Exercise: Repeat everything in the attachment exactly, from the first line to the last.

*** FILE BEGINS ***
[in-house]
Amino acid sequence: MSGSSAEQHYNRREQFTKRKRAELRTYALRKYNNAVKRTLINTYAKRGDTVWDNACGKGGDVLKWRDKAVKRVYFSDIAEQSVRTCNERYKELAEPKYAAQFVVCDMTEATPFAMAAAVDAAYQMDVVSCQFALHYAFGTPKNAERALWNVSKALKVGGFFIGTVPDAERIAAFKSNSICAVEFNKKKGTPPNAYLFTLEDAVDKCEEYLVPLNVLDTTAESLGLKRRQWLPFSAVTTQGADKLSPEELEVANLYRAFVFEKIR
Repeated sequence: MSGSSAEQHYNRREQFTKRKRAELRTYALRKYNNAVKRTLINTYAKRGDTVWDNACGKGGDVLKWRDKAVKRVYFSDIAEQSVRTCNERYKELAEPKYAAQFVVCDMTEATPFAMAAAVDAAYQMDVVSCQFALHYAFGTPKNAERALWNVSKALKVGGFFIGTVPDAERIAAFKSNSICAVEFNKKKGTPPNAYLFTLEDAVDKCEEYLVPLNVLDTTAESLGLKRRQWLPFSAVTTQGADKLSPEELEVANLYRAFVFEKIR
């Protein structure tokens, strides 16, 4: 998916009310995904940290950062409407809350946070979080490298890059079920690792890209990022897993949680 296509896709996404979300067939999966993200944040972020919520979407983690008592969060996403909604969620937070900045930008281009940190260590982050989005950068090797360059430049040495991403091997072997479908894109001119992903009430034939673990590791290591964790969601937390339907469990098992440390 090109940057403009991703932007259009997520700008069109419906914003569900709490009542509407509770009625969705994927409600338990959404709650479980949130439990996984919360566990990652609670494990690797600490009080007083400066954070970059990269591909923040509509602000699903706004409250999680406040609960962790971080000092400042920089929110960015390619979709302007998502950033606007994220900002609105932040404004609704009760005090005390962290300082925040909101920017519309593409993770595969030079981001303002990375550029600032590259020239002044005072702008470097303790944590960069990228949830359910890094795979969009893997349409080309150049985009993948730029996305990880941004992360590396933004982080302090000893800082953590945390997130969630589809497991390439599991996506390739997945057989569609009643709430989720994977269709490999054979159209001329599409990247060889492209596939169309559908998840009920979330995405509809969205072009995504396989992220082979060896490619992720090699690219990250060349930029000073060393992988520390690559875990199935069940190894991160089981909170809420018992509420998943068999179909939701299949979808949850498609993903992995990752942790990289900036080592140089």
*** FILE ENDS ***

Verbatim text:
[in-house]
Amino acid sequence: MSGSSAEQHYNRREQFTKRKRAELRTYALRKYNNAVKRTLINTYAKRGDTVWDNACGKGGDVLKWRDKAVKRVYFSDIAEQSVRTCNERYKELAEPKYAAQFVVCDMTEATPFAMAAAVDAAYQMDVVSCQFALHYAFGTPKNAERALWNVSKALKVGGFFIGTVPDAERIAAFKSNSICAVEFNKKKGTPPNAYLFTLEDAVDKCEEYLVPLNVLDTTAESLGLKRRQWLPFSAVTTQGADKLSPEELEVANLYRAFVFEKIR
Repeated sequence: MSGSSAEQHYNRREQFTKRKRAELRTYALRKYNNAVKRTLINTYAKRGDTVWDNACGKGGDVLKWRDKAVKRVYFSDIAEQSVRTCNERYKELAEPKYAAQFVVCDMTEATPFAMAAAVDAAYQMDVVSCQFALHYAFGTPKNAERALWNVSKALKVGGFFIGTVPDAERIAAFKSNSICAVEFNKKKGTPPNAYLFTLEDAVDKCEEYLVPLNVLDTTAESLGLKRRQWLPFSAVTTQGADKLSPEELEVANLYRAFVFEKIR
């Protein structure tokens, strides 16, 4: 998916009310995904940290950062409407809350946070979080490298890059079920690792890209990022897993949680 296509896709996404979300067939999966993200944040972020919520979407983690008592969060996403909604969620937070900045930008281009940190260590982050989005950068090797360059430049040495991403091997072997479908894109001119992903009430034939673990590791290591964790969601937390339907469990098992440390 090109940057403009991703932007259009997520700008069109419906914003569900709490009542509407509770009625969705994927409600338990959404709650479980949130439990996984919360566990990652609670494990690797600490009080007083400066954070970059990269591909923040509509602000699903706004409250999680406040609960962790971080000092400042920089929110960015390619979709302007998502950033606007994220900002609105932040404004609704009760005090005390962290300082925040909101920017519309593409993770595969030079981001303002990375550029600032590259020239002044005072702008470097303790944590960069990228949830359910890094795979969009893997349409080309150049985009993948730029996305990880941004992360590396933004982080302090000893800082953590945390997130969630589809497991390439599991996506390739997945057989569609009643709430989720994977269709490999054979159209001329599409990247060889492209596939169309559908998840009920979330995405509809969205072009995504396989992220082979060896490619992720090699690219990250060349930029000073060393992988520390690559875990199935069940190894991160089981909170809420018992509420998943068999179909939701299949979808949850498609993903992995990752942790990289900036080592140089």